With articles like "The 'Palinization' of Palin," coverage of Alaska's most famous ex is starting to sound like Being John Malkovich. But underneath the weirdness are some serious questions about gender and race.
In her surreally titled Newsweek article, Julia Baird argues persuasively that cries of "Palinization" obscure both Palin's real limitations and her belittling remarks about other women. Of Palin's outrage over her leg-exposing Newsweek cover, Baird writes,
Palin's pins are not her major problem. Her problem is that the end of her that is supposed to be "really functioning" isn't functioning very well at all. She was a popular and tough governor, is forceful and bold, and has a canny knack for speaking to the disenfranchised. But she has made a stunning number of errors, and her claim to celebrity outshines her claim to authority. She has not proved her ability to run a campaign or a country, and she quit her job as governor of Alaska before her time was up, with a lame excuse about being a lame duck.
Palin also does not shy from "Palinizing" other women, notably Katie Couric, whom she calls "The Perky One" and "the lowest-rated news anchor in network television." While she writes that her "blond, pretty" McCain campaign adviser, Nicolle Wallace, possesses charm she thinks some other women in politics lack, she blasts Wallace for leading her to believe that her gaffe-laden interview with Couric was going to be a homey chat between women. It is offensive to assume that someone seeking serious political power should not be asked hard questions or critically scrutinized-that it's OK to think an interview with a serious journalist like Couric would simply be a girly chat between working moms. This is embarrassing for women. And working moms.
Palin's not necessarily the champion of powerful women she claims to be — and despite her claim in Going Rogue that "whatever your gender, race, or religion, if you love this country and will defend our Constitution, then you're an American," she may not be a supporter of all Americans either. LZ Granderson writes on CNN,
I'm a black man with dreadlocks and, judging by the racial makeup of most of the cities Palin has scheduled for her tour, it doesn't seem I'm her target audience.
I'm not suggesting that she should avoid going to places like Noblesville, Indiana, or Washington, Pennsylvania, both with overwhelmingly white populations. It just seems that in going to few diversely populated cities, she's purposefully steering clear of minorities. I mean, what author with a $5 million book deal avoids promoting books in large cities?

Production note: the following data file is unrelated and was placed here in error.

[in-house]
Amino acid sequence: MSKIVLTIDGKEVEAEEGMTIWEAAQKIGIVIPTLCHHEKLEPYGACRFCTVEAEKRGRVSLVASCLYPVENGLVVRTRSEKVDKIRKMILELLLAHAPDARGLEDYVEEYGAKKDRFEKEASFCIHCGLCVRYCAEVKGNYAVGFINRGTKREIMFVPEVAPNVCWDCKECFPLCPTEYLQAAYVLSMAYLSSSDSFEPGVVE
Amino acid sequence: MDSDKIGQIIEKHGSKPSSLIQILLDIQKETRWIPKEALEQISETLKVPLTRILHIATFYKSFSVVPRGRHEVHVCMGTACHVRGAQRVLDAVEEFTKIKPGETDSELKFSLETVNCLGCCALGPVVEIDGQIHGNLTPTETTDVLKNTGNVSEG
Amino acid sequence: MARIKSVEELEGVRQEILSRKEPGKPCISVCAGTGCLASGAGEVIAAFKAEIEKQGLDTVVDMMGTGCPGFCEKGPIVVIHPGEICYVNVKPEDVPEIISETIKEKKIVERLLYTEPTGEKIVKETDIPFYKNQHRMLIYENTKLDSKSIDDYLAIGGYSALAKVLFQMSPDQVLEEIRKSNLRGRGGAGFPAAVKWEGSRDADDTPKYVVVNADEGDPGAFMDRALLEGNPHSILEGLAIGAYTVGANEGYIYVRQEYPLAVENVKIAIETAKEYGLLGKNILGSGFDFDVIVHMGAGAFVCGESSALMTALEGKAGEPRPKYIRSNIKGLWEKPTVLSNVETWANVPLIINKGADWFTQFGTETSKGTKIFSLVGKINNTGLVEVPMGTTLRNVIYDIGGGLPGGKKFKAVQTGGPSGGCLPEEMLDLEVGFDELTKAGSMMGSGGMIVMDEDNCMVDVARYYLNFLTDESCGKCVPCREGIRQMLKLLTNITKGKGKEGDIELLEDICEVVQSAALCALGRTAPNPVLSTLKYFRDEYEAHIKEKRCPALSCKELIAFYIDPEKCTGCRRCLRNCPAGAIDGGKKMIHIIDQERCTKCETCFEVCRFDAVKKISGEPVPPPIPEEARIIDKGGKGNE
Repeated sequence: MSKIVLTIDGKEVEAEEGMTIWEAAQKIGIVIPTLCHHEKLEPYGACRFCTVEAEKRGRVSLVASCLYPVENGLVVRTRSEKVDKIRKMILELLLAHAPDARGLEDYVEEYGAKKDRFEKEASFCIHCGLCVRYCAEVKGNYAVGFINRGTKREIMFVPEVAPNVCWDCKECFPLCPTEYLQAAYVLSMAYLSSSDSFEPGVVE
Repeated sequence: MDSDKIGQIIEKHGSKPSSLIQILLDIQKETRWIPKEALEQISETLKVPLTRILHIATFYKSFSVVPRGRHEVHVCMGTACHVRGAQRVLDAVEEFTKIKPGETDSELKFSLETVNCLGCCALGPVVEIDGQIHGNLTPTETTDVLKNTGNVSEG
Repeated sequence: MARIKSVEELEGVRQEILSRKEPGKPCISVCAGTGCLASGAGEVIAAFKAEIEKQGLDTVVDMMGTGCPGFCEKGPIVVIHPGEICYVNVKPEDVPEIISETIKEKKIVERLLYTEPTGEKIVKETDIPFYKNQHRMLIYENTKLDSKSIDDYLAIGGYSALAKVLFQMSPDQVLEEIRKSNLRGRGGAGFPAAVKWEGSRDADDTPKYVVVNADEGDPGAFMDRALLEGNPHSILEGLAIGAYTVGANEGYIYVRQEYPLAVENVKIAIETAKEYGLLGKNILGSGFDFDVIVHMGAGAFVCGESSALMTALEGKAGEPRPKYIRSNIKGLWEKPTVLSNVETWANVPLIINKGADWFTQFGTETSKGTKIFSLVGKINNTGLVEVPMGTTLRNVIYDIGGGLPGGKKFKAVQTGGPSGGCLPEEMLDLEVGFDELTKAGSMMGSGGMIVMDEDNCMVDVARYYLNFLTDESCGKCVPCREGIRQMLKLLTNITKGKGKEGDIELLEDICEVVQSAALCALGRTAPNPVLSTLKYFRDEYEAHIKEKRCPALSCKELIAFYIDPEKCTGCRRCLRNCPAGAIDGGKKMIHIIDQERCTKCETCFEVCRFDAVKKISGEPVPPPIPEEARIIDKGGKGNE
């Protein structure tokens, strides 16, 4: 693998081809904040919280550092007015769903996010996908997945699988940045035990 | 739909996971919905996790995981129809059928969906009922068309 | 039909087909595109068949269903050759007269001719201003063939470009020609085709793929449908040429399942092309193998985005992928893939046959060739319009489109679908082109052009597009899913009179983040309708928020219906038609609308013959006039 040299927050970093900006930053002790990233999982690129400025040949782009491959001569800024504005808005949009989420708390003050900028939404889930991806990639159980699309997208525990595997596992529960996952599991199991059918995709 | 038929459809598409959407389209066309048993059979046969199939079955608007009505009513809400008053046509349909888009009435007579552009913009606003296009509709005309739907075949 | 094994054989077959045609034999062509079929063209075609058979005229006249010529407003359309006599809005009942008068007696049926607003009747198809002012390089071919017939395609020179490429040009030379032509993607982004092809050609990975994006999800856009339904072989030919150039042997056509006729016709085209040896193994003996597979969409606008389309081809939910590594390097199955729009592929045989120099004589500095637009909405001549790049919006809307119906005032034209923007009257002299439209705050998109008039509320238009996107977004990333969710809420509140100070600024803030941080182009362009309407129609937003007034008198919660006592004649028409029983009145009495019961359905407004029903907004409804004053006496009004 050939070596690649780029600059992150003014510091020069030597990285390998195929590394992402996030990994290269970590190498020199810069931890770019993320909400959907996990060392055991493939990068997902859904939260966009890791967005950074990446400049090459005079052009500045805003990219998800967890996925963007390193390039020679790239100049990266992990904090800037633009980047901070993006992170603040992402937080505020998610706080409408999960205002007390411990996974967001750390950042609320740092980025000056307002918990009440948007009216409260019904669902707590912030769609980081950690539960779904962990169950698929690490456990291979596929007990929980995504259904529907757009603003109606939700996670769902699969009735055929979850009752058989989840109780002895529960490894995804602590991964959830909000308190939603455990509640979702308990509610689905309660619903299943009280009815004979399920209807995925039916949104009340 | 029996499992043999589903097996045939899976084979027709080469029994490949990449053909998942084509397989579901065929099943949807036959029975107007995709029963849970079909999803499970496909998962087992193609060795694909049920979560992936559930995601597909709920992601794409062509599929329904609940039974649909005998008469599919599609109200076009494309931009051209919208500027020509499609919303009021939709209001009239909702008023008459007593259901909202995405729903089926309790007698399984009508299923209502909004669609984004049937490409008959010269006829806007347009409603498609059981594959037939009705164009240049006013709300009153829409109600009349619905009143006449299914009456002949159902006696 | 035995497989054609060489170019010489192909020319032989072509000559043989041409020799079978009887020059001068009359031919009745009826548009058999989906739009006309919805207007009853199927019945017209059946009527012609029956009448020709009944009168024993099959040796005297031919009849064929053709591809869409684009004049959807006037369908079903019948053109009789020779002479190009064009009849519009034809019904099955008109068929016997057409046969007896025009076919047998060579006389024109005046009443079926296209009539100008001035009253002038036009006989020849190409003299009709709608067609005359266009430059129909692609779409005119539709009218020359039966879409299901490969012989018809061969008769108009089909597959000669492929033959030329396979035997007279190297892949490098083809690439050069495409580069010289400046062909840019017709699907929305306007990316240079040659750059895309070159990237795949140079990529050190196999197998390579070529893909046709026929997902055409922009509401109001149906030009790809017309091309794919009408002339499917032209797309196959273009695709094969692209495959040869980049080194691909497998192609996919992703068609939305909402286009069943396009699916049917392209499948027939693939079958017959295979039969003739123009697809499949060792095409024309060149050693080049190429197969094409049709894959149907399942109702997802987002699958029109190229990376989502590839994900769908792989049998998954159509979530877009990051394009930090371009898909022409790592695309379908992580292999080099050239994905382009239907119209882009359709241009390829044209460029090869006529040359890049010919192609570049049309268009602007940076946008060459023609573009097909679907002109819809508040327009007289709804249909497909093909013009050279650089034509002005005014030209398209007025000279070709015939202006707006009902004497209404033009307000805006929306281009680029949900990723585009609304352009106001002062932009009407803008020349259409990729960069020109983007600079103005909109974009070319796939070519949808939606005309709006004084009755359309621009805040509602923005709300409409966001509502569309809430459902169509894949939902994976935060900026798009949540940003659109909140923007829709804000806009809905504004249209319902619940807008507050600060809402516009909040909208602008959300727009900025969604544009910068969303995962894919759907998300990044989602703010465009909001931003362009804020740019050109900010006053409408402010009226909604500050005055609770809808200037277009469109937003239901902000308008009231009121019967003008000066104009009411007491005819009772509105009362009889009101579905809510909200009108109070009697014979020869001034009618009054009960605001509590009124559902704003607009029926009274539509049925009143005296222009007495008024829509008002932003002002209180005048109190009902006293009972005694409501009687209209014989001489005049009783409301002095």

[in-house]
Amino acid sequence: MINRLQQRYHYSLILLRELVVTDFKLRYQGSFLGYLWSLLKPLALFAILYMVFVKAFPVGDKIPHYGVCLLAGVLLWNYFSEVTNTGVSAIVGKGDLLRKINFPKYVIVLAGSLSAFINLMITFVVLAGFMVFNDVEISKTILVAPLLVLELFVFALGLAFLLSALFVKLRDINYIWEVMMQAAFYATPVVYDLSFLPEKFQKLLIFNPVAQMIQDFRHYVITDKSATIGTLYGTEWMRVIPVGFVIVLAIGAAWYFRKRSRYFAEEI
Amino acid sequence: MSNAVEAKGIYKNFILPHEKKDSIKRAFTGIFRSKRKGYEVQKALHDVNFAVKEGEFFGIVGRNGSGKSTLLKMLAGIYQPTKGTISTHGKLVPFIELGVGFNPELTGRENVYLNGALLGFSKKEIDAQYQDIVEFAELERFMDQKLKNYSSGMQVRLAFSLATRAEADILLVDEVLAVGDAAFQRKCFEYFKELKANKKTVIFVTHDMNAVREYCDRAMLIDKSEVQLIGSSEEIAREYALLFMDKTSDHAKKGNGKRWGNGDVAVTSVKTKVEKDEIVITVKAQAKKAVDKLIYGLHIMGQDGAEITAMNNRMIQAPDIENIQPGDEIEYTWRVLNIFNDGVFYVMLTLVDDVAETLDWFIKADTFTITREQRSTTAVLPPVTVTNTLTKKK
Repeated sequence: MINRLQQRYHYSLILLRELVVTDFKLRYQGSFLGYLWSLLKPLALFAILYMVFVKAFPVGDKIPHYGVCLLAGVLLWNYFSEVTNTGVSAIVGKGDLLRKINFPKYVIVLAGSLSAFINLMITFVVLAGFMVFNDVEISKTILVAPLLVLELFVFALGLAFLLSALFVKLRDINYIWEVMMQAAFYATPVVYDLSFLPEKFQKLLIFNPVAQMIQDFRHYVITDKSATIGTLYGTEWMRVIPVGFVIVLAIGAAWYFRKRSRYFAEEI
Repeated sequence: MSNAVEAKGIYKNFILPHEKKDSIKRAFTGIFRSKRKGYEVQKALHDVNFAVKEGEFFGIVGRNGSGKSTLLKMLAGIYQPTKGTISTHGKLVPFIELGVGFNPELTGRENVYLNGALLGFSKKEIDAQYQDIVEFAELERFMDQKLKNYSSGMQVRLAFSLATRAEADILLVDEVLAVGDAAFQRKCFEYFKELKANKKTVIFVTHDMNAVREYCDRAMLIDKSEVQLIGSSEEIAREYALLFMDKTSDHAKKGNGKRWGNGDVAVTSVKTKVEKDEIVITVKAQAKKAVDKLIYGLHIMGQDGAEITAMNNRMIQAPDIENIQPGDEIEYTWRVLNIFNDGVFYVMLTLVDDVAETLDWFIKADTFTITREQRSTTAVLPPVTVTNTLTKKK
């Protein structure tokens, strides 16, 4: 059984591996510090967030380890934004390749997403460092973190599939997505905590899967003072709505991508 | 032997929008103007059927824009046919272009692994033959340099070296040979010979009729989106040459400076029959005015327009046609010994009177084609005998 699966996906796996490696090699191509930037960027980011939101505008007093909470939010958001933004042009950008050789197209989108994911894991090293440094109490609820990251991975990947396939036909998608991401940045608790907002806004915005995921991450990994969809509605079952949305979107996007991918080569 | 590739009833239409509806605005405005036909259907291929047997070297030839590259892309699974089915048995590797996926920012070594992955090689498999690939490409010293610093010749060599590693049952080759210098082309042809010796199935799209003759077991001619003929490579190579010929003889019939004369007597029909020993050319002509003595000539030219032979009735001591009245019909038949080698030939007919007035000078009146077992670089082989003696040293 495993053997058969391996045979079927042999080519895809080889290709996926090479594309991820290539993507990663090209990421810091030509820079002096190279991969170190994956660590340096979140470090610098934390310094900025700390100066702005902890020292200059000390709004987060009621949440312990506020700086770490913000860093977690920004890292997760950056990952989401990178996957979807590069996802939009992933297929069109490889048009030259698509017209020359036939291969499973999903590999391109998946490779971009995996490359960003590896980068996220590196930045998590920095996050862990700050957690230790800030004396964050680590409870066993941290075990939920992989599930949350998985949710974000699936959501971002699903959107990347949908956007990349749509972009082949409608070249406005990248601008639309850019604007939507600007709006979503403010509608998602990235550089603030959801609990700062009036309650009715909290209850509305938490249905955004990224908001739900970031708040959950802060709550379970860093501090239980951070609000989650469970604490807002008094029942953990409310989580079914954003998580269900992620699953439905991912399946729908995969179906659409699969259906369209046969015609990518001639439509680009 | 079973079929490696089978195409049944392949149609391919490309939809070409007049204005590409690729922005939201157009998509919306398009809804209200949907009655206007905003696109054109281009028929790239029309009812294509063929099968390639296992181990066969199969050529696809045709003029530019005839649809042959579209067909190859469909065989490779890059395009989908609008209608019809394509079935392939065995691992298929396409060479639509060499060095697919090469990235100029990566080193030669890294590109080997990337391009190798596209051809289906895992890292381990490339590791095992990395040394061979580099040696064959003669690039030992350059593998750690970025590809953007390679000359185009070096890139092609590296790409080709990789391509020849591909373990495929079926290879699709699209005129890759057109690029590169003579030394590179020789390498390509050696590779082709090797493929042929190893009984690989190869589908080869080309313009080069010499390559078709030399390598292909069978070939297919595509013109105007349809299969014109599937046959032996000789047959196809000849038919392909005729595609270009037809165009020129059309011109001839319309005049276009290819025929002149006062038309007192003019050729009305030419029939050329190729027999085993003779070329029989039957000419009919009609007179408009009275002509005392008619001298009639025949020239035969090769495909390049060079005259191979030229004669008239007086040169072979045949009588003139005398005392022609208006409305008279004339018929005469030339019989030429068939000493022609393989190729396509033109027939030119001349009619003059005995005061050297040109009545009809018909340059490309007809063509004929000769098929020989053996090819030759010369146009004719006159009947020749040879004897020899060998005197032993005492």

Palin's unconventional book tour schedule has been cast as a way to avoid "liberal media" hotbeds, but it's also had the effect of producing audiences that are overwhelmingly white. And these audiences aren't always friendly to those who aren't like them. The Times talked to Chris Schwartz, who camped out to see Palin in Grand Rapids — she makes the somewhat sinister pronouncement that, "My goal is to make [Obama] a half-term president. We need to get enough people in Congress to stop him in his tracks. One term is too long." Her words aren't outright racist, but they reveal a level of hatred for Obama that, in many Palin supporters, has a xenophobic character. One Palin fan interviewed at a recent book signing said Palin wouldn't be able to win in 2012 because Obama was naturalizing too many "illegal aliens" who would vote for him. Another echoed the common refrain that Obama isn't a citizen. A third said, vaguely and chillingly,
We do need to have profiling. I meant the political correctness has got to get out now. I mean, we're Americans, and she sticks up for the American people, not for other people. We're first, other people last.
Granderson doesn't accuse Palin herself of racism — he simply points out how little she did "to address the racist ugliness around her during the campaign." And now that the campaign is over, Palin has done equally little to reach out to people of color, forgetting that it's not just white people who have the working-class values she champions. Granderson writes,
As a Midwesterner with some Southern roots, I actually have a lot in common with Palin. I've hunted with dogs, fished, had a kid in hockey, I go to church on Sundays and, having worked in New York and L.A., I've had my fair share of run-ins with elitist, liberal snobs.
This is why I am so profoundly disappointed with her. Instead of using her popularity and influence to highlight our similarities and move the nation forward, she has allowed some of the nation's most painful wounds to be re-opened to advance her career.
Billy Graham apparently believes that Palin's purpose is "to wake America up" (I prefer to use an alarm clock). But what she seems to be doing instead is stirring up hate. If she's really "tired of the divisions and the special interests that pit us against each other," as she says in her book, she'll speak out against the racist comments of her supporters and quit "Palinizing" other women. If she doesn't do these things, she'll show that she likes divisions just fine as long as they work in her favor.
Palin In Black And White [CNN]
The ‘Palinization' Of Palin [Newsweek]
Enthusiasm For Palin, And Echoes Of 2008 Divide [NYT]
Matters Of Faith, Politics On Table As Palin Visits Graham [Charlotte Observer, via Politico]
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